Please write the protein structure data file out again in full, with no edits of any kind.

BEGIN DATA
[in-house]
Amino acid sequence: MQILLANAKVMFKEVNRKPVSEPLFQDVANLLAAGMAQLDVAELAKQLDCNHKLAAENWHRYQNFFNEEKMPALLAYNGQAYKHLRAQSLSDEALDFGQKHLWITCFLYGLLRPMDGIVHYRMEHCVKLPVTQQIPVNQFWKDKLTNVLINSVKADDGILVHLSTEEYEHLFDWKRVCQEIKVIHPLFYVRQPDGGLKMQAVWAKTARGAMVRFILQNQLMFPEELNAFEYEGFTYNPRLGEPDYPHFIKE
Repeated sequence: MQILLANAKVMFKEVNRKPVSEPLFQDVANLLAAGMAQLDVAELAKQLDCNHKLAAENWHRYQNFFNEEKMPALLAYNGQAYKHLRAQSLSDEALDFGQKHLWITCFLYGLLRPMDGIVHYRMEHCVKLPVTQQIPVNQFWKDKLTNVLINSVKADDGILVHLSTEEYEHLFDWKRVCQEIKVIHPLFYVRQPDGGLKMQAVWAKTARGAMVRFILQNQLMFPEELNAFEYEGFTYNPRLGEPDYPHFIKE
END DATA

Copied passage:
[in-house]
Amino acid sequence: MQILLANAKVMFKEVNRKPVSEPLFQDVANLLAAGMAQLDVAELAKQLDCNHKLAAENWHRYQNFFNEEKMPALLAYNGQAYKHLRAQSLSDEALDFGQKHLWITCFLYGLLRPMDGIVHYRMEHCVKLPVTQQIPVNQFWKDKLTNVLINSVKADDGILVHLSTEEYEHLFDWKRVCQEIKVIHPLFYVRQPDGGLKMQAVWAKTARGAMVRFILQNQLMFPEELNAFEYEGFTYNPRLGEPDYPHFIKE
Repeated sequence: MQILLANAKVMFKEVNRKPVSEPLFQDVANLLAAGMAQLDVAELAKQLDCNHKLAAENWHRYQNFFNEEKMPALLAYNGQAYKHLRAQSLSDEALDFGQKHLWITCFLYGLLRPMDGIVHYRMEHCVKLPVTQQIPVNQFWKDKLTNVLINSVKADDGILVHLSTEEYEHLFDWKRVCQEIKVIHPLFYVRQPDGGLKMQAVWAKTARGAMVRFILQNQLMFPEELNAFEYEGFTYNPRLGEPDYPHFIKE